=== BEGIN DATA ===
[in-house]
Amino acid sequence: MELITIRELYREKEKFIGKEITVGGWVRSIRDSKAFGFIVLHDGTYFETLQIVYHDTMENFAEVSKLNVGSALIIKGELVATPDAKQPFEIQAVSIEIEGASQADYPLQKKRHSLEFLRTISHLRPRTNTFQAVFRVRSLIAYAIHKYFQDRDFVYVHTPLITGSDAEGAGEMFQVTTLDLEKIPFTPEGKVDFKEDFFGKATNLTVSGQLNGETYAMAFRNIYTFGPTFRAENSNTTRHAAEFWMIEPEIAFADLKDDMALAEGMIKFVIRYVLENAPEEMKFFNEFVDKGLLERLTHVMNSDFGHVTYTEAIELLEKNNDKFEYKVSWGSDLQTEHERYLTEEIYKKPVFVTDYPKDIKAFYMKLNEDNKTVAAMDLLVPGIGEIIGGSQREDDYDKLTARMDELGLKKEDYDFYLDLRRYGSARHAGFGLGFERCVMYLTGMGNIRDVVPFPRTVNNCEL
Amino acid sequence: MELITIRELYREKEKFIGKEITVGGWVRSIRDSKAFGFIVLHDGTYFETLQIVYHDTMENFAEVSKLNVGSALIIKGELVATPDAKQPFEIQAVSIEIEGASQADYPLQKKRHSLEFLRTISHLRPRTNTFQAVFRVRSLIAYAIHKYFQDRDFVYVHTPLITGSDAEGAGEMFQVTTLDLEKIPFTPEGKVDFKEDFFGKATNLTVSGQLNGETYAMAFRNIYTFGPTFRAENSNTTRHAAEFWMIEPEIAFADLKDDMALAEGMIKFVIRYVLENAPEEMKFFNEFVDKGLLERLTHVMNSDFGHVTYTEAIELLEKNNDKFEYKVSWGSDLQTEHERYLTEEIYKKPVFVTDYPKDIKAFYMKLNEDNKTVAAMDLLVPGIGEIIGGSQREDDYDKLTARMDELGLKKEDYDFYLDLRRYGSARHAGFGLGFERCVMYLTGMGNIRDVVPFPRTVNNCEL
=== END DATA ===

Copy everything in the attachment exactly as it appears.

[in-house]
Amino acid sequence: MELITIRELYREKEKFIGKEITVGGWVRSIRDSKAFGFIVLHDGTYFETLQIVYHDTMENFAEVSKLNVGSALIIKGELVATPDAKQPFEIQAVSIEIEGASQADYPLQKKRHSLEFLRTISHLRPRTNTFQAVFRVRSLIAYAIHKYFQDRDFVYVHTPLITGSDAEGAGEMFQVTTLDLEKIPFTPEGKVDFKEDFFGKATNLTVSGQLNGETYAMAFRNIYTFGPTFRAENSNTTRHAAEFWMIEPEIAFADLKDDMALAEGMIKFVIRYVLENAPEEMKFFNEFVDKGLLERLTHVMNSDFGHVTYTEAIELLEKNNDKFEYKVSWGSDLQTEHERYLTEEIYKKPVFVTDYPKDIKAFYMKLNEDNKTVAAMDLLVPGIGEIIGGSQREDDYDKLTARMDELGLKKEDYDFYLDLRRYGSARHAGFGLGFERCVMYLTGMGNIRDVVPFPRTVNNCEL
Amino acid sequence: MELITIRELYREKEKFIGKEITVGGWVRSIRDSKAFGFIVLHDGTYFETLQIVYHDTMENFAEVSKLNVGSALIIKGELVATPDAKQPFEIQAVSIEIEGASQADYPLQKKRHSLEFLRTISHLRPRTNTFQAVFRVRSLIAYAIHKYFQDRDFVYVHTPLITGSDAEGAGEMFQVTTLDLEKIPFTPEGKVDFKEDFFGKATNLTVSGQLNGETYAMAFRNIYTFGPTFRAENSNTTRHAAEFWMIEPEIAFADLKDDMALAEGMIKFVIRYVLENAPEEMKFFNEFVDKGLLERLTHVMNSDFGHVTYTEAIELLEKNNDKFEYKVSWGSDLQTEHERYLTEEIYKKPVFVTDYPKDIKAFYMKLNEDNKTVAAMDLLVPGIGEIIGGSQREDDYDKLTARMDELGLKKEDYDFYLDLRRYGSARHAGFGLGFERCVMYLTGMGNIRDVVPFPRTVNNCEL